Technical Tips for Flaskers
Sterilizing disinfection tubes
Between flasking runs, autoclave your seed disinfection tubes and stoppers. This serves two purposes: the first is that it destroys any seed that may have remained behind, greatly reducing
the chances of cross-contaminating your flasks with different seed. The second is that it reduces the chance of bacterial or fungal contamination by destroying stray spores, etc.
The use of calcium hypochlorite often causes glass to be stained with white calcium depostis. The best way to remove these is to soak the glassware in dilute vinegar solution, or to use
"CLR" commercial cleaner to remove it. Using either of these acidic solutions will quickly remove any white buildup, allowing you to clean glassware quickly and efficiently.
Aluminum foil is your friend. Use it to wrap tools for autoclaving, use it to cover the lids of your flasks, use it for sterile workspaces. Replate forks can be wrapped in aluminum
foil individually, and then wrapped in large numbers to form a single "burrito" of replate forks. Razor blades, for opening green capsules, can be wrapped in foil for autoclaving. Tubes
of water can be capped with foil and held upright in the autoclave with balls of foil so they can be used for the sterile wash of seeds. Wads of sterile aluminum foil, left over from other
functions during flasking, can be used to support funnels for filtration techniques for washing seeds. A large square of aluminum foil can be wrapped up or rolled, autoclaved, and then put into the
flasking workspace to be unfolded. This sheet of foil can be used for many things, including holding a large number of seedlings from a mother flask so they can be put into replate flasks. The foil
provides a large, clean, sterile workspace for while you proceed with your work. Best of all, aluminum foil is recyclable; simply ball it up and throw it in the bin for recycling when you're
In order to disinfect your working surfaces, you may use either chlorine solutions, or alcohol. I prefer not to use alcohol, due to the fumes, expense, and flammability. It is much easier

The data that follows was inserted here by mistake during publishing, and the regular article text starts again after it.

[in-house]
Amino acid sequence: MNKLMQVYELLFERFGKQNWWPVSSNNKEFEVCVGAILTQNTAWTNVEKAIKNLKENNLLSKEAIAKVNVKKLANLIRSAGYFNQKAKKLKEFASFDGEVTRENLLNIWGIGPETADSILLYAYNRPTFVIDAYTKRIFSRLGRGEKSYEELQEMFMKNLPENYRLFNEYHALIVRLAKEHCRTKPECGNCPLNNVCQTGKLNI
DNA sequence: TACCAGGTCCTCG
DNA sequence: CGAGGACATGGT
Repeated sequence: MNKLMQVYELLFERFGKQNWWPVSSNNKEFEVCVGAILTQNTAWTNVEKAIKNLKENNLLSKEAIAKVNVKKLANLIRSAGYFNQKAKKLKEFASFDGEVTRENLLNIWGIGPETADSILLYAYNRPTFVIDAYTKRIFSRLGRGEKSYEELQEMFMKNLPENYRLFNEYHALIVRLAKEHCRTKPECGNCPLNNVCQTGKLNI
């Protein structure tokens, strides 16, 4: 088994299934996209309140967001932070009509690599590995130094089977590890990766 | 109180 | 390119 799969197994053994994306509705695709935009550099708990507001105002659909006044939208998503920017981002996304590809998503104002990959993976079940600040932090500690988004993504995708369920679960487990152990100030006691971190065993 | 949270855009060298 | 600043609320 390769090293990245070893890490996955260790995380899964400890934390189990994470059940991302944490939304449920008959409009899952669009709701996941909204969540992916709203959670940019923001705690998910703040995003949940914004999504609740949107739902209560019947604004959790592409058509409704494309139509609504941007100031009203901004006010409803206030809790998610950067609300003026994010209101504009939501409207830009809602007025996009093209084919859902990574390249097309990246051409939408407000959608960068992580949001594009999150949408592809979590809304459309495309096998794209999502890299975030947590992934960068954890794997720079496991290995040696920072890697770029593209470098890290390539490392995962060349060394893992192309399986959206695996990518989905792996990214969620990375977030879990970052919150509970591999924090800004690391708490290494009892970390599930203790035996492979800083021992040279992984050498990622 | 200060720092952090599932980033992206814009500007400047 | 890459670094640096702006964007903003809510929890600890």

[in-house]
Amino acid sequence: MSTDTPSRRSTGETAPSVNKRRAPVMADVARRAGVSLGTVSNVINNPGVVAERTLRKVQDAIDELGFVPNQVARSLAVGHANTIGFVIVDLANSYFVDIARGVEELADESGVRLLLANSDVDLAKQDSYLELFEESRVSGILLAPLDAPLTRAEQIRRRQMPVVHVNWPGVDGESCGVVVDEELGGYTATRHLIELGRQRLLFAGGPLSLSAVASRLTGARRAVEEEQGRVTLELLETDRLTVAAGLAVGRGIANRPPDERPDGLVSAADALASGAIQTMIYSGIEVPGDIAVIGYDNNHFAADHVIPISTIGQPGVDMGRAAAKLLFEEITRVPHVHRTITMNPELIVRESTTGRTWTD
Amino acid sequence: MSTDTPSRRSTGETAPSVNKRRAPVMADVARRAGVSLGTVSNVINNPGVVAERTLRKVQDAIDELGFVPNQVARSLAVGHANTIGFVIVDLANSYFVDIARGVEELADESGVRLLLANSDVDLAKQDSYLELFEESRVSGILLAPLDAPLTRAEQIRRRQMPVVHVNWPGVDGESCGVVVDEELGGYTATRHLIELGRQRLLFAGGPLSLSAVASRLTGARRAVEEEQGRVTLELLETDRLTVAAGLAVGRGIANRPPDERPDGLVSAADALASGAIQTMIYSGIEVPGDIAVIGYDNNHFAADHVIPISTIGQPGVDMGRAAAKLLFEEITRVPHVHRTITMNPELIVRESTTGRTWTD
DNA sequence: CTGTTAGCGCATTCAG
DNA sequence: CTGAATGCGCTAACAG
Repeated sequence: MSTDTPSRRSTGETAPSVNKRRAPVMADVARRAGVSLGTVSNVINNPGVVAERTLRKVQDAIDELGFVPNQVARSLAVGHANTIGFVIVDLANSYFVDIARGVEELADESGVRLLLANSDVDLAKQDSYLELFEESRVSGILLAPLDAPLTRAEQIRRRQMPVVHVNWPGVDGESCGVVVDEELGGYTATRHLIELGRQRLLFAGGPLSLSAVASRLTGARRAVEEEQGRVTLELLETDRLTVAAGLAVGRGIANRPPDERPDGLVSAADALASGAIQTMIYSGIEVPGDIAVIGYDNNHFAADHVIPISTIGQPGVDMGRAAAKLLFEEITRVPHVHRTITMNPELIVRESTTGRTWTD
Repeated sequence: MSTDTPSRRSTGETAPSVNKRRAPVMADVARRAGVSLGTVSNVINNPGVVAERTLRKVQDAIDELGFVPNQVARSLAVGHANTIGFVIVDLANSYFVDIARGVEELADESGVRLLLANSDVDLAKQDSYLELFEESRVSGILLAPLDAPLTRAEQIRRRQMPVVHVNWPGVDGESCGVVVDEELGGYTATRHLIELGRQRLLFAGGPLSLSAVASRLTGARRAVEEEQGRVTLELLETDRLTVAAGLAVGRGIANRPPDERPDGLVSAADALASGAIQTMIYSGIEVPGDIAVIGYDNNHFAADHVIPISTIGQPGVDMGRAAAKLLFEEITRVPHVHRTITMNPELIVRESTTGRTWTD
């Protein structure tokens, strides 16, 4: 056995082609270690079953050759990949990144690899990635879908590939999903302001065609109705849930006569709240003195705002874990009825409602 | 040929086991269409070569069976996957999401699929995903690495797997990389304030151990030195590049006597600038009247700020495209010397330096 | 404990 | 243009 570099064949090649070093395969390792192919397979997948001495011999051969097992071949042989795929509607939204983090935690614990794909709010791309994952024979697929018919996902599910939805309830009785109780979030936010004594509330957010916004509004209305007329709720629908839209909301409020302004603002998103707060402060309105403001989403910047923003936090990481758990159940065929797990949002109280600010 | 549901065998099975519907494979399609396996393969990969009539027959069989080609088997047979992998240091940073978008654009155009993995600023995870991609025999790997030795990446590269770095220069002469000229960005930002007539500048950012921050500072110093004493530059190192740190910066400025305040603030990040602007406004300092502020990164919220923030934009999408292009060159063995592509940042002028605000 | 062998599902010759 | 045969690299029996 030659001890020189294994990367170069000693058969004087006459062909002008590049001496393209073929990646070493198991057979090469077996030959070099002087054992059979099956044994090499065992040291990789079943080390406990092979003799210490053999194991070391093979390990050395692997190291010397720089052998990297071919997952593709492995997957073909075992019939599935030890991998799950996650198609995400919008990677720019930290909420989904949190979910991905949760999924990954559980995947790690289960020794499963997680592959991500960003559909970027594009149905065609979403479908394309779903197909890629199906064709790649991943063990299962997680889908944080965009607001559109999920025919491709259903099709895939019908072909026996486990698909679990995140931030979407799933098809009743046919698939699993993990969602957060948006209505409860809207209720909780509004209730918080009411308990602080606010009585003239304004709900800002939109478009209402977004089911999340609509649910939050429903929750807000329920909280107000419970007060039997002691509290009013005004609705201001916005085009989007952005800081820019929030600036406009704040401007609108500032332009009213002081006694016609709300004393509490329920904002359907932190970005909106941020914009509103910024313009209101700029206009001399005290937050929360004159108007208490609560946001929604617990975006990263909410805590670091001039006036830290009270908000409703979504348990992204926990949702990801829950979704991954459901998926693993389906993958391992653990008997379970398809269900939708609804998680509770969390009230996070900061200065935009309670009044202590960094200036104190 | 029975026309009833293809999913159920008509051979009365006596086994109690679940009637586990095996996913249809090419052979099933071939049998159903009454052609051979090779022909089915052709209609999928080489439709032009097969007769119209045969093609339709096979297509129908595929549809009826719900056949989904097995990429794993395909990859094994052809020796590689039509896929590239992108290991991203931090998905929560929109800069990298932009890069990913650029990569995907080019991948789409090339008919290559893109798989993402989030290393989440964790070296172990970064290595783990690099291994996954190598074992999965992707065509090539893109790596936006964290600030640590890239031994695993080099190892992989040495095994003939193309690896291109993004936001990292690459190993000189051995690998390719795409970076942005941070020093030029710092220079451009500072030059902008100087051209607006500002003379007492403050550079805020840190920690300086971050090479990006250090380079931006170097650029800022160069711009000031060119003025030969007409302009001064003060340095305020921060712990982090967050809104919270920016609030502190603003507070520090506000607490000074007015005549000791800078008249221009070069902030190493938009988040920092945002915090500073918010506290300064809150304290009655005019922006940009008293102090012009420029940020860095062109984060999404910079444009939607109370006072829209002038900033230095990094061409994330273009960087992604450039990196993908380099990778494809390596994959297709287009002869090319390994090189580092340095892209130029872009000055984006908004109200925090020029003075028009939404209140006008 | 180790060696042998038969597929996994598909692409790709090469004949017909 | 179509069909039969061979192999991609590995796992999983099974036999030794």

to make a disinfection solution in the following manner using chlorine bleach.
Using a measuring cup, take 2 parts (by volume) of 5.25% sodium hypochlorite bleach. Add to this 24 parts of distilled water. Mix thoroughly. Add to this 2 parts of household vinegar (5%
acetic acid). Do NOT add the vinegar until the bleach has been diluted by the addition of the water! This solution is then added to a spray bottle. The solution is applied liberally to all surfaces
that require disinfection; use of hand towels (inexpensive white dish towels from a discount store are perfect) to mop up the excess and wipe down surfaces is recommended.
When finished with the solution, unscrew the spray head, and pump clean water through the sprayer. There is no reason to clean the reservoir; as long as the bottle is tightly sealed and
refrigerated while not in use, the solution remains stable for at least two months. However, the solution will corrode the working parts of the sprayer if left inside the pump, so flush it by
pumping plenty of water through it.
Labeling flasks can be a problem. There are several markers that write on glass and metal ("Sharpie" markers in particular); some fade with time. Be careful to make sure the
writing is still legible after applying disinfectants, or writing on surfaces that aren't clean.
Recently, we have started using black "Painters" markers, made by Hunt Manufacturing Company. The label reads "Painters Opaque Paint Marker," and it's the type with
a shaker ball in it for mixing. Although long-term tests have yet to be completed, they seem like they resist disinfection, washing, and wear with good results. Art supply stores and hobby stores
should have these.